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Thread: Ubuntu is still too complicated

  1. #61
    Join Date
    May 2005
    Ubuntu 12.04 Precise Pangolin

    Re: Ubuntu is still too complicated

    Quote Originally Posted by buzzingrobot View Post
    System76, etc., buy OEM hardware, then install and tweak Ubuntu. While they obviously look to buy compatible hardware, they can't influence the development of hardware and they aren't the people developing the code.

  2. #62
    Join Date
    Mar 2007
    Pensacola, Fl
    Xubuntu 11.04 Natty Narwhal

    Re: Ubuntu is still too complicated

    Quote Originally Posted by ExSuSEusr View Post
    This is not a rant, I am true to my OS of choise. But, I wanted to vent a little and ask an honest question. I realize that Canonical is a business with a business model and so forth. But, why is it that after all this time of Linux evolving... we still can't do simple tasks like watching a DVD or play a popular game without having to spend 12 hours researching how to tweek this or that.

    I am not ranting, but I am venting a little. I realize that a lot of "Linux users" are adept at coding and doing what they need to manipulate the OS, or software, to do whatever it is they need to do... but there is still a larger population of users that (like myself) lack that higher level of knowledge. So, my question is... is the reason that companies like Canonical or "whoever" has yet to make an OS that can actually do what the average user wants "out of the box" an issue of licensing? Or just being completely out of touch?

    I would PAY money (and I realize that's completely opposite of the Linux ideal), but I would pay for a version of Ubuntu that I didnt have to spend 15 freaking hours trying to "adjust it" just to watch a freaking DVD.

    Ok, flame away... but I needed to vent. I just spent a hour trying to.... never mind.
    Let me approach this using The Arch Way...

    Of course, this is Ubuntu and it has a different objective than Arch does. However, there are important things to consider.

    Computers are complicated. There are many different approaches to producing a hardware item which does the same function- different chipsets, different internal electronics which make the device function, and therefore different software (or "drivers") needed to do the job. Windows has all the hardware manufacturers design the drivers; if a company wishes to sell hardware, they had better well be able to have that hardware function on the world's most popular operating system. Apple takes a different approach; while they have to code the drivers and programs largely on their own, they control the hardware that OS X is installed on.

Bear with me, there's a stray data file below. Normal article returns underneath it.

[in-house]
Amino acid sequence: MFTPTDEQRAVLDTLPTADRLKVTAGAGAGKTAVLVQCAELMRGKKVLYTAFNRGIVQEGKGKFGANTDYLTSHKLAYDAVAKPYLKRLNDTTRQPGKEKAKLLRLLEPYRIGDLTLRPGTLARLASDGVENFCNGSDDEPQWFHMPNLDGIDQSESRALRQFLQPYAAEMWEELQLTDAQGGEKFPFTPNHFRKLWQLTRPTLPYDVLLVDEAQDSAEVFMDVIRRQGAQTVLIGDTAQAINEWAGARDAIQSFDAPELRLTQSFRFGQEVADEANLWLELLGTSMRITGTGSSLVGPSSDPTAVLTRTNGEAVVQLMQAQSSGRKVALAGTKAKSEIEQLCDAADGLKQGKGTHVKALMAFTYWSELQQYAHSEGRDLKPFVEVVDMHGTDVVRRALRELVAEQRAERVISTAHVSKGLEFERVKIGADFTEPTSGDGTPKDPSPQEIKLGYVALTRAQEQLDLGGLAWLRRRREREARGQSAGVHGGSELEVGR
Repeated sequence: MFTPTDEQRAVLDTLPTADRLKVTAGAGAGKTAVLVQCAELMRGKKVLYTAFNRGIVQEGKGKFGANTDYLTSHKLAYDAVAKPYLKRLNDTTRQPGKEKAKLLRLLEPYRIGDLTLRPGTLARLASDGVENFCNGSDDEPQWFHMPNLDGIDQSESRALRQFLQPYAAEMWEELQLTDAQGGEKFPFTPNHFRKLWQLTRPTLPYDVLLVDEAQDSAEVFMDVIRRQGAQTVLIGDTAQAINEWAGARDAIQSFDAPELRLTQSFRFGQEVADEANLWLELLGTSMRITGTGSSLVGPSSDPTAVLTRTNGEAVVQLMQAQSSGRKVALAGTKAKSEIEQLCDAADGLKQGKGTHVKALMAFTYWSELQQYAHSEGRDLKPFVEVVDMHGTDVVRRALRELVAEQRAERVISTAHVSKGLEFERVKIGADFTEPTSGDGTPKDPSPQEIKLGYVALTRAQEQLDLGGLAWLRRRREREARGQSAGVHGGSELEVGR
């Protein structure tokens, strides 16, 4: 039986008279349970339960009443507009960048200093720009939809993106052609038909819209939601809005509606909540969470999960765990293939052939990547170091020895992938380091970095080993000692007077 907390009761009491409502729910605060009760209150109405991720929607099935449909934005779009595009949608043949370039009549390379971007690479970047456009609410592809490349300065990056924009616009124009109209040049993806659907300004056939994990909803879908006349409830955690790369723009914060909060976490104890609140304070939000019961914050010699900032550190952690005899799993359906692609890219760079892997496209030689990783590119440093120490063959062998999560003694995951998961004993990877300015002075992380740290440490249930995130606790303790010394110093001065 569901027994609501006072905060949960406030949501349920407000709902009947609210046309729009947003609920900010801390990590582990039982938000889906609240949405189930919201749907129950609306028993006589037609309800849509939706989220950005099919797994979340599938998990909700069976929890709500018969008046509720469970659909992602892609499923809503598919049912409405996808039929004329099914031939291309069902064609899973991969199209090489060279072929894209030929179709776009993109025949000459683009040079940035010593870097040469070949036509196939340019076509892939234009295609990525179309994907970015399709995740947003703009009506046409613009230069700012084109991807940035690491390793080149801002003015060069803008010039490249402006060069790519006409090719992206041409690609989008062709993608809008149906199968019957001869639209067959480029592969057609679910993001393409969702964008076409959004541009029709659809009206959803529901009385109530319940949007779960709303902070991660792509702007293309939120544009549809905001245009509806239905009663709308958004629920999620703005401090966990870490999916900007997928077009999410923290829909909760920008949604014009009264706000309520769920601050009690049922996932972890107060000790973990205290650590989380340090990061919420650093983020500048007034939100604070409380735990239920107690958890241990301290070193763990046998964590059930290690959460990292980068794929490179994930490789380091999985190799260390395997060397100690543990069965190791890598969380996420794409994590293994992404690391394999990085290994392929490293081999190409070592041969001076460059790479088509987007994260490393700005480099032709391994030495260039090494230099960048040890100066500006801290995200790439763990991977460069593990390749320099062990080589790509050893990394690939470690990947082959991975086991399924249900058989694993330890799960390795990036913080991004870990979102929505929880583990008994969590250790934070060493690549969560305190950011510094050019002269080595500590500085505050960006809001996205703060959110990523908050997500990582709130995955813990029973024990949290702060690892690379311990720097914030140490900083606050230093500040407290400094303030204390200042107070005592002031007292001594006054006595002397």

Linux does not have this benefit. It has to work on ALL hardware, or at least try to do so. This means that there is an inevitable lag between hardware release and function in the Linux ecosystem.

    So on to the Arch way. The idea is that if you dont understand the internals of the system, you cannot ever hope to understand what has gone wrong with it. You cannot hope to fix problems, or even understand how to convey to others what is at the core of the problem, if everything is a giant question mark to you.

    Arch is extreme in this sense and requires that a user either be willing to learn or already have accumulated knowledge through years of experience. Ubuntu TRIES to hide the system from you AS MUCH AS IS POSSIBLE, while focusing on an infrastructure that lessens the chances of problems (instead of focusing on vanilla and bleeding edge like Arch). This is a blessing and a curse; it will necessarily make the barrier of entrance lower to those without knowledge of Linux, but it will also encourage (though not mandate) an attitude of informational complacency which results in the user hardly progressing with knowledge that would greatly reduce the issues you describe.

    Any Linux user is going to have to step up and learn some- it is necessary when you are trying to use a system in which its greatest strength is how flexible it is. The more you understand, the more that flexibility comes to your aid and allows you to address problems you have, install esoteric configurations of software, etc.

    Just IMO...
    Last edited by GSF1200S; March 16th, 2014 at 09:17 PM.
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